Put a large frying pan (or roti) over high heat. Once the skillet is very hot, remove the excess flour from a roti and place it in the pan. Generously brush the top of the roti with melted ghee, let it cook for two minutes, until bubbles form and the bottom is golden in patches, then flip, brush the cooked side with more ghee and cook for another minute. Remove the cooked roti and set aside in a warm place, wipe the pan with kitchen paper, then repeat with the remaining roti and ghee.
To assemble the kati rolls, spread some yogurt on a roti, then pour a quarter of the curry mixture on top. Sprinkle on a few coriander leaves and then roll the roti tightly, like a burrito. Serve hot with any remaining yogurt on the side for dipping.
Prawn and cream cheese empanadas
This (very untraditional) version of a classic Brazilian bar snack combines prawns and cream cheese within a deep fried batter. I have used store bought puff pastry for ease, Philadelphia for accessibility (the most used brand in Brazil is Catupiry, which you can buy online) and we bake the empanadas, especially so you can make more at the same time. In Brazil, these are called pasteis, but I have called them empanadas as a nod that they are a similar concept.
Homework 15 minutes
Cook 50 min
1 sheet of 320g butter puff pastry ready to use, cooled
Flour, to sprinkle
1 egg, defeated
Hot sauce, to serve
2 lemons, Cut into pieces to serve
150g of precooked and peeled prawns, chopped into ½ cm pieces
1 green chilli, finely chopped (discard the marrow and seeds if you prefer less heat)
2 chives, trimmed and finely chopped
1 small garlic clove, peeled and crushed
⅛ teaspoon cayenne pepper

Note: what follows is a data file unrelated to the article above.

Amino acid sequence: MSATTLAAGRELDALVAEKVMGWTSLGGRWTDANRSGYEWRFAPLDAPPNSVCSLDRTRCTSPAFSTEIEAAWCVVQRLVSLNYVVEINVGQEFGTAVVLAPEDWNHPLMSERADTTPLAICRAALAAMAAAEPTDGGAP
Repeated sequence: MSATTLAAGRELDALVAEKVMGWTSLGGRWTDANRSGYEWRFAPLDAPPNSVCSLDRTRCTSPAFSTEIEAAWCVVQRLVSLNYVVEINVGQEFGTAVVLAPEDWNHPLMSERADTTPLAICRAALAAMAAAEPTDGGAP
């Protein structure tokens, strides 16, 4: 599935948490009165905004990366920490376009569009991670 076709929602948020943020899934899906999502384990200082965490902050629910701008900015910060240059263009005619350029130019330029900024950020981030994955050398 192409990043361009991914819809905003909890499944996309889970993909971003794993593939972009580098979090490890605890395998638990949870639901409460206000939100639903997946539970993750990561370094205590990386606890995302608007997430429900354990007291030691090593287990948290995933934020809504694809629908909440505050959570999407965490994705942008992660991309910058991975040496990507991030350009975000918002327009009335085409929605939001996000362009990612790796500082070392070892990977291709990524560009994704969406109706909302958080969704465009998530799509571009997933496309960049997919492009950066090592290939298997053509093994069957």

125 g cherry tomatoes, finely chopped, then squeezed to remove excess liquid
100 g of Philadelphia cream cheese (or Brazilian Catupiry, if you can get it)
Heat oven to 220 ° C (200 ° C fan) / 425 ° F / gas 7. Mix the first six filling ingredients in a bowl with 1/3 teaspoon salt, then add the Philadelphia but do not mix thoroughly : you want chunks of cheese spread throughout the mixture, rather than a homogeneous mass.
Lay the puff pastry sheet on a floured surface and roll it a couple of rolls with a rolling pin to thin out a bit more. Using a 10cm round cutter, cut out as many pastry circles as you can (you should get about seven) and place on a large baking sheet. Gather up the leftovers, re-roll, and slice again, for three more dough circles, and 10 total. Also place them on the tray.
Place about 30g of the prawn and cheese filling in the center of each dough circle, brush the exposed dough with beaten egg and fold the dough to form half moons. Press the edges of the dough with the back of a fork to seal, then place on a large baking sheet lined with parchment paper, spacing well apart. Cut a couple of small slits in each patty for steam to escape, brush patties with beaten egg, then bake for 25 minutes; turn the tray halfway once, so they color evenly.
Serve the empanadas hot from the oven with lemon wedges and your favorite hot sauce on the side.
George is Digismak’s reported cum editor with 13 years of experience in Journalism